U.S. special forces have rescued an American citizen who had been kidnapped by armed men in an operation in northern Niger that is believed to have killed several of his captors, U.S. officials said.
Forces including Navy SEALs rescued 27-year-old Philip Walton, who had been abducted on Tuesday from his home in neighbouring southern Niger, two U.S. officials said on condition of anonymity, adding that no U.S. troops were hurt.
A diplomat source in Niger said Walton is now at the U.S. ambassador’s residence in Niamey.
“Big win for our very elite U.S. Special Forces today,” U.S. President Donald Trump wrote on Twitter.
White House Press Secretary Kayleigh McEnany said on Fox News that the Trump administration had over the years rescued 55 hostages in 24 countries.
The Pentagon confirmed the operation but did not provide the identity of the hostage.
Walton, who kept camels, sheep and poultry and grew mangoes near the border with Nigeria, was kidnapped by six men armed with AK-47 assault rifles who arrived on motorcycles at his home in southern Niger’s Massalata village early on Tuesday.
His wife, young daughter and brother were left behind.
Reuters has reported that the perpetrators appeared to be from the Fulani ethnic group, and that they spoke Hausa and some English. They demanded money and searched the family’s home before leaving with Walton.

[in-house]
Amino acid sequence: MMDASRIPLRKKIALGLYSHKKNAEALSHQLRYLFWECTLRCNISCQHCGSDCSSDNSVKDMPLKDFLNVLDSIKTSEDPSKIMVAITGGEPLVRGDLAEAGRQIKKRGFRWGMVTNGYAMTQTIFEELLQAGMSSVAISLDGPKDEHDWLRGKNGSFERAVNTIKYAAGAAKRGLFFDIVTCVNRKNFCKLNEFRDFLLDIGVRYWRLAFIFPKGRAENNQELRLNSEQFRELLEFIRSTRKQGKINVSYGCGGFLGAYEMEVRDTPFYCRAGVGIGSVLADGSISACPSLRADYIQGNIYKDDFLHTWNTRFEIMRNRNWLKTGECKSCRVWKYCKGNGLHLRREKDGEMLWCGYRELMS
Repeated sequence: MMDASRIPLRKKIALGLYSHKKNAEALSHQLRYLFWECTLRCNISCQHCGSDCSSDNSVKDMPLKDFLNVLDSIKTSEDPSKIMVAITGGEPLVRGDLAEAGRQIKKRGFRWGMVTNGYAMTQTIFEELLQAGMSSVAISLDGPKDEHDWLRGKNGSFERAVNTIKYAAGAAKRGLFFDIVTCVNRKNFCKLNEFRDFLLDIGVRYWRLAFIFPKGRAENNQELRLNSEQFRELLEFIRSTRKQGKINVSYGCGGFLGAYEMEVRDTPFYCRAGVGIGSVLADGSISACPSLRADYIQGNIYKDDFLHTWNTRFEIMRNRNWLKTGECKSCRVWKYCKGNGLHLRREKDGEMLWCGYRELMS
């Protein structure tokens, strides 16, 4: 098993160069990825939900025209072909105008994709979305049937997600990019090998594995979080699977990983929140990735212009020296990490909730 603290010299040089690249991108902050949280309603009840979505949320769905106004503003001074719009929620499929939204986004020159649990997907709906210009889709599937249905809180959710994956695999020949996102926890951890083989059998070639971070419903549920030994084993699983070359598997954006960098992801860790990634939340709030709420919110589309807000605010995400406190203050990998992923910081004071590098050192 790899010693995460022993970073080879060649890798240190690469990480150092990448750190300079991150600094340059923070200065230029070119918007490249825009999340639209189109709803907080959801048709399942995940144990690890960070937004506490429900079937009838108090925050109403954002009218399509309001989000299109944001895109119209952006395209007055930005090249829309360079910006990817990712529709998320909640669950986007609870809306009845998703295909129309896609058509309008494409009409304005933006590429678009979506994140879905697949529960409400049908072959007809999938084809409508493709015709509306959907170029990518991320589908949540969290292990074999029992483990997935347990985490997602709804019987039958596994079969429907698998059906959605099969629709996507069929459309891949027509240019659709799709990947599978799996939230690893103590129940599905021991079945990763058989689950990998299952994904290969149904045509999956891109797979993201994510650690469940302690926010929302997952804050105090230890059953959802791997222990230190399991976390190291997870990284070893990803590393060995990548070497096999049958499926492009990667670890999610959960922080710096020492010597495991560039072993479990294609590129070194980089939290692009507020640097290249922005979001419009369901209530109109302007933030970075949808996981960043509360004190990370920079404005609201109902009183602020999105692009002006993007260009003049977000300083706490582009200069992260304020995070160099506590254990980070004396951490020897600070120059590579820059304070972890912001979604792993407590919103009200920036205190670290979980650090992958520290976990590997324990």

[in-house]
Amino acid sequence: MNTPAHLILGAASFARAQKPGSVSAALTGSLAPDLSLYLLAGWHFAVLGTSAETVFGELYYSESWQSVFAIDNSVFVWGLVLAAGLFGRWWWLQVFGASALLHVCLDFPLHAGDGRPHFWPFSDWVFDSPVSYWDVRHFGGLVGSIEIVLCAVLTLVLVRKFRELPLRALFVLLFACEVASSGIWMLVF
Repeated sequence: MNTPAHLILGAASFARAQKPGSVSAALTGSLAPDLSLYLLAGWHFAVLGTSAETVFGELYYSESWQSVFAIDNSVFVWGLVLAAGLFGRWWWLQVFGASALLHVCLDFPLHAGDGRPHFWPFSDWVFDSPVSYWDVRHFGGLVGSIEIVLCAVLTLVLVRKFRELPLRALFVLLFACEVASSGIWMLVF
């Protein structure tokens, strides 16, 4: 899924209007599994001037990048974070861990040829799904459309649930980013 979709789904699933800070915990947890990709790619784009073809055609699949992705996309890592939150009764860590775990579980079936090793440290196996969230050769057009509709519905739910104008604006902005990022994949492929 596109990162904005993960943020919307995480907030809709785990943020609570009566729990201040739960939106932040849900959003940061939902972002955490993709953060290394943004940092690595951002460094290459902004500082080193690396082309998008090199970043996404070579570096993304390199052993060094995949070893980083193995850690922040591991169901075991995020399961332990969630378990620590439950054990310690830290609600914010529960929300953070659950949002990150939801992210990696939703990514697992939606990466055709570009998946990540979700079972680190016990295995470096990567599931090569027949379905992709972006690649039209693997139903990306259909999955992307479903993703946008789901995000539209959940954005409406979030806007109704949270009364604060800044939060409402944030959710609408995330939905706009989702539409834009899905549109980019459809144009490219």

Niger, like much of West Africa’s Sahel region, faces a deepening security crisis as groups with links to al Qaeda and Islamic State carry out attacks on the army and civilians, despite help from French and U.S. forces.
Four U.S. soldiers were killed in an ambush in Niger in 2017, sparking debate about the United States’ role in the sparsely populated West African desert that is home to some of the world’s poorest countries.
At least six foreign hostages are being held by Islamist insurgents in Mali, Burkina Faso and Niger. Islamists have collected millions of dollars in ransom payments in recent years. The U.S. government has frequently criticized other countries for paying. – Thomson Reuters Foundation.